Don't sweat it: Why we all need a little 'perspiration pep talk'

Myth-busting Ottawa science writer and Carleton University journalism prof Sarah Everts discusses all things sweaty, including why perspiration is still taboo.

Ottawa writer explores the science and sociology of sweating

A bead of sweat falls from a member of The Queen's Guard as he takes part in the Changing the Guard ceremony in London, England, in July 2018. (Kirsty O'Connor/Associated Press)

Ever wanted to know more about sweat, but were afraid to ask? Sarah Everts, with three million sweat glands to her name, can tell you plenty.

The Ottawa science writer has a fascination with perspiration, and has explored our "mercurial relationship" with the necessary — but sometimes nasty — bodily function.

She's even arranged to have her sweat glands counted, which is how she knows she's got three million, well within the normal human range of two to five million.

Everts, 44, has even attended a "sweat dating" event in Moscow, where connections were made irrespective of gender or sexual orientation, but instead were based on how one's body odour jived with the natural essences of other participants. 

Kind of like Tinder, but you swipe right based on smell, not looks.

Science writer and journalism professor Sarah Everts will speak at Carleton University's virtual Science Café on Wednesday. Her book, The Joy of Sweat, will be published in July. (Joerg Emes)

"You get this little cotton pad and you pat yourself down," said Everts. "Then you put it into a little jar that's numbered and anonymized. Then everybody at the event lines up and smells each little jar of all the different people, and if any of the odours appeal to you, you mark those down.

"I actually ended up getting matched with this woman who imports handbags."

The paradox of perspiration 

"Evolutionary biologists count bountiful sweating as one of the things that makes us human," Everts said.

And yet it remains largely taboo. Call it the perspiration paradox.

"We're so embarrassed by it and so mortified by it that we spend $75 billion annually on deodorants and antiperspirants, trying to pretend that we don't actually sweat, that we don't smell and that armpit stains are not actually there."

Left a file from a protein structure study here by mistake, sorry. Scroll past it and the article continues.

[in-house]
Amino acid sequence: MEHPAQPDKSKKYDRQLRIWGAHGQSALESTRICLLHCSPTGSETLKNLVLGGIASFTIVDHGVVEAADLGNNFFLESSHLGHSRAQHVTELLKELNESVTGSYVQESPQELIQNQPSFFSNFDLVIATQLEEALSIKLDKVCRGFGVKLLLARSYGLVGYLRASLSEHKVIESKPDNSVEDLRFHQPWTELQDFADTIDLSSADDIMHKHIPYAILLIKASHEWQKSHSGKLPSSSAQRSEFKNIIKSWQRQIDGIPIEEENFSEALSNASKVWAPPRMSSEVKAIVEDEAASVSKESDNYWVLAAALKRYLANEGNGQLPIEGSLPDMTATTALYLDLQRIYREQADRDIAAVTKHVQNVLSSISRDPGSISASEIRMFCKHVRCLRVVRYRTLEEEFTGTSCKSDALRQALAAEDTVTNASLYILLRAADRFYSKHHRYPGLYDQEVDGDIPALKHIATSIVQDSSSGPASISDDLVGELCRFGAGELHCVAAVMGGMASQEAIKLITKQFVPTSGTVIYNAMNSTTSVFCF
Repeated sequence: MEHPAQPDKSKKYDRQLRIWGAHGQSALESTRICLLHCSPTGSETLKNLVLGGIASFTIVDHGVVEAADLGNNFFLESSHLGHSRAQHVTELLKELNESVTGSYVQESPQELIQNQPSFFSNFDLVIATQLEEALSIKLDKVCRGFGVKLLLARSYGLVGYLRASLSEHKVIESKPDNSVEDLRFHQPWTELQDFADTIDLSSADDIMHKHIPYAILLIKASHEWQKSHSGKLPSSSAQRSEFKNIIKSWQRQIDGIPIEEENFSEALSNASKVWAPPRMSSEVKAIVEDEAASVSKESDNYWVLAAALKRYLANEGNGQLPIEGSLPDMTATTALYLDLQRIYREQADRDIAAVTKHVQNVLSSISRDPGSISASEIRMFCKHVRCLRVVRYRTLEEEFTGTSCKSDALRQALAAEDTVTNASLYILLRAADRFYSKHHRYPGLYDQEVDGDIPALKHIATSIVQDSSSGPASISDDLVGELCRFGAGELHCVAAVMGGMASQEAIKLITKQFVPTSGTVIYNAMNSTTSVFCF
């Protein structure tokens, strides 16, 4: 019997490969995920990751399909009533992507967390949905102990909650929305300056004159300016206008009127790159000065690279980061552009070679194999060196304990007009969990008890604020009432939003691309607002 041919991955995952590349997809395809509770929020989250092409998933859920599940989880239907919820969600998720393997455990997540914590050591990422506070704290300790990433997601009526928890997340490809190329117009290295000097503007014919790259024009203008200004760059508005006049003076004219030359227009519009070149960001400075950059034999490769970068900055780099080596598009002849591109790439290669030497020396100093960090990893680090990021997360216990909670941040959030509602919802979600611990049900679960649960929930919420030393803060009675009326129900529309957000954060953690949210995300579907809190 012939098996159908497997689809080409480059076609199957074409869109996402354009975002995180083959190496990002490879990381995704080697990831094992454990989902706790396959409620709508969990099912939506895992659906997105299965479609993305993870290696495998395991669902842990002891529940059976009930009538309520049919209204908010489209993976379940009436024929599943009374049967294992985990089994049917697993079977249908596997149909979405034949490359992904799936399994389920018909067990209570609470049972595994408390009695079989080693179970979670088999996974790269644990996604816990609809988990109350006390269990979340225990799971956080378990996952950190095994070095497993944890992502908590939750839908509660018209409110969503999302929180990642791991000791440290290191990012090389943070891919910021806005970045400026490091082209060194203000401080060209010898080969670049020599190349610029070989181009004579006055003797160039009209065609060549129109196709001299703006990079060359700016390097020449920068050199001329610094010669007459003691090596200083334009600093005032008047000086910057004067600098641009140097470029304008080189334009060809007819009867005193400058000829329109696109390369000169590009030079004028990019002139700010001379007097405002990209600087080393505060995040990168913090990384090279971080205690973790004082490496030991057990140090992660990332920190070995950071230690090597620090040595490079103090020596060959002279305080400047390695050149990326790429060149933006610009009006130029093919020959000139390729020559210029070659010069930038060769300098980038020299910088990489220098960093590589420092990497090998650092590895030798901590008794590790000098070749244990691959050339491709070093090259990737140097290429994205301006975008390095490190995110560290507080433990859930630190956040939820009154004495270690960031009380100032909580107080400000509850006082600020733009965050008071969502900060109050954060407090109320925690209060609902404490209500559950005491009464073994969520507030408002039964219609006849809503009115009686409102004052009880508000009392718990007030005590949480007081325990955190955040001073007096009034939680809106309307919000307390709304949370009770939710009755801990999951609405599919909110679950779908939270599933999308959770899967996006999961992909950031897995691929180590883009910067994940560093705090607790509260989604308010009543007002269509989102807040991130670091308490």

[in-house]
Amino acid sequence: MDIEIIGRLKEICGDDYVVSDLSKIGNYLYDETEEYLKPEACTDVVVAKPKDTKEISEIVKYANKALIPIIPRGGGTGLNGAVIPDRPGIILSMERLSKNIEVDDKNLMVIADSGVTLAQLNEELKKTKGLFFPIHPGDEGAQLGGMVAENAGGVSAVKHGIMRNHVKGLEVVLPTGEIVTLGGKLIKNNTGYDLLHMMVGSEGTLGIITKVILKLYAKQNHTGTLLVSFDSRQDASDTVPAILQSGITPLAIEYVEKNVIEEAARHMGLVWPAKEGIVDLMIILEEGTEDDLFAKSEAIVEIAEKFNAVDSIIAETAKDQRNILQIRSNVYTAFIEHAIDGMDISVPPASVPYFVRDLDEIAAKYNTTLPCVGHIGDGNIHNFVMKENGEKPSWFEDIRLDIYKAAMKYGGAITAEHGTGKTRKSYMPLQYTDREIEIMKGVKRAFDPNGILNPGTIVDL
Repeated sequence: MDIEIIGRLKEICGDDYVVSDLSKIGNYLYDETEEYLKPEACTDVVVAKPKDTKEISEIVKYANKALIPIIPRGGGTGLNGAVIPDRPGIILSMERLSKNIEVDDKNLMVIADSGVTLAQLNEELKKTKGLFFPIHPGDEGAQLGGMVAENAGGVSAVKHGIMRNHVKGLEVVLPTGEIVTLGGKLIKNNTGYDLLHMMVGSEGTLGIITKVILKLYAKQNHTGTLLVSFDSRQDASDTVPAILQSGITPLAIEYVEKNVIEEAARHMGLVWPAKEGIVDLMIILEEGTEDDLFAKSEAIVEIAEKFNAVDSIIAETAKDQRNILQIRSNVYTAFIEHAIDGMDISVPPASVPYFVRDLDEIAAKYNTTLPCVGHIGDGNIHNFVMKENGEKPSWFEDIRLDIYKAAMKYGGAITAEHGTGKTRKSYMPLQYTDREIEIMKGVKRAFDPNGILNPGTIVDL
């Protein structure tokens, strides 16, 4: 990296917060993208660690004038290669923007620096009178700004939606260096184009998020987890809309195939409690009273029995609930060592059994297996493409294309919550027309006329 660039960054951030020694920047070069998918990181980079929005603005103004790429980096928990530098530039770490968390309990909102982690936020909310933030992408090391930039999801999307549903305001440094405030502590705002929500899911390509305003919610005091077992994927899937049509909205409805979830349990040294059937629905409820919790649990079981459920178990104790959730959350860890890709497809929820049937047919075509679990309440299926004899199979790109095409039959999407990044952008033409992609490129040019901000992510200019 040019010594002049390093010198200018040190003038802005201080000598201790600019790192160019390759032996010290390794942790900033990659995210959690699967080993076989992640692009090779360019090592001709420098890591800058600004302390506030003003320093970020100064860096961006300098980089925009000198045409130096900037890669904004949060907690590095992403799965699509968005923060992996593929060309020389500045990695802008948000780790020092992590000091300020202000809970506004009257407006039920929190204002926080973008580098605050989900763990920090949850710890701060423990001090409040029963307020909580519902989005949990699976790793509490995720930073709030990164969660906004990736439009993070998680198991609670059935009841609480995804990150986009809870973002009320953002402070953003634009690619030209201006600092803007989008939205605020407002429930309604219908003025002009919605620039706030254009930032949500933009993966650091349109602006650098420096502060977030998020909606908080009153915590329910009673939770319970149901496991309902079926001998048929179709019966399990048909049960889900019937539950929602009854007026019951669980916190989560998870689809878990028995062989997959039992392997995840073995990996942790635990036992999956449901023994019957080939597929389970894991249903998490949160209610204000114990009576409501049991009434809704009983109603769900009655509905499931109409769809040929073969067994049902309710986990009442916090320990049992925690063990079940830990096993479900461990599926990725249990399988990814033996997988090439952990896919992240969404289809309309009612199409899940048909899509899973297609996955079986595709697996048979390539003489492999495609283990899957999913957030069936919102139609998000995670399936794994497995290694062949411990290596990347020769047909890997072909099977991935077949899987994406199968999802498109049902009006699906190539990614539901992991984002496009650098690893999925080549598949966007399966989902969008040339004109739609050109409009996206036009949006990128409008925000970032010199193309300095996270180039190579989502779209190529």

A close-up of some of Sarah Everts's own three million sweat glands. (Drew Best)

At the same time, and in the right context, sweating is the right thing to do.

"Humans also crave the catharsis of a good sweat," said Everts, who admits to the pandemic purchase of a spin bicycle to get her own healthy glow on.

We both are mortified by sweat, and yet we also totally crave it.- Sarah Everts

Indeed, the taboo isn't universal: Everts points to Indigenous sweat lodges, haman or Turkish baths across the Middle East, banyas in Russia, saunas in Finland, jimjilbangs in Korea and sentos in Japan. "The list goes on."

But even in those perspiration-positive environments, we humans tend to cover our tracks.

"There's something utterly absurd about going for a workout or sitting in a sauna where the goal is to sweat bountifully, and then to apply antiperspirant," said Everts. "We both are mortified by sweat, and yet we also totally crave it."

In certain circumstances, sweating is encouraged and even celebrated. Rob Wemigwans, a therapist at the Centre for Addiction and Mental Health in Toronto, demonstrates how he introduces himself before entering a sweat lodge. (The Canadian Press)

Get over it

Everts recalls doing hot yoga once, and being momentarily mortified as sweat dripped onto her yoga mat. Then she got over it.

"Jeez, why am I even embarrassed by this? I'm not going to evolve an alternative for temperature control any time soon," she thought.

Everts breaks down the taboo into two parts: visible sweat, the kind that drips down your face or creates unsightly circles under your armpits, and the invisible yet odiferous body odour that often accompanies it.

There are also two kinds of sweat glands: the kind that help with temperature control, and the kind that appear at puberty "and turn those zones stinky during the teenage years," said Everts.

But don't blame your teen's B.O. on the sweat glands alone.

"Wherever your hair grows in adolescence, a new kind of gland also grows there, and it releases a waxy sweat that actually is odourless when it comes out," said Everts. "But the bacteria living in your armpits eat that and metabolize it … into stinky odour."

Proof that perspiration and hair dye don't mix: An embattled Rudy Giuliani lets them see him sweat during a news conference in the final days of Donald Trump's presidency. (Jonathan Ernst/Reuters)

"I don't know if it's good news or bad news, but the odour that you have in your armpit is not actually yours. It's the responsibility of all the bacteria living in your armpits," said Everts.

In the final analysis, it's all a perfectly natural and necessary function of the healthy human body.

"Humans have wasted too much energy throwing shade at our perspiration," Everts said. "We could all use a perspiration pep talk, myself included." 

Too many of us never want to be caught with a sweat patch, but that's just something the human body does -- it produces sweat. 10:26

Evert's work has resulted in a book called The Joy of Sweat, to be published this July.

She'll be talking about the smelly subject in Carleton University's virtual Science Café: The Science of Sweat, Wednesday, Jan. 27 at 1:30 p.m. Click here to register for free.

Add some “good” to your morning and evening.

A variety of newsletters you'll love, delivered straight to you.

Sign up now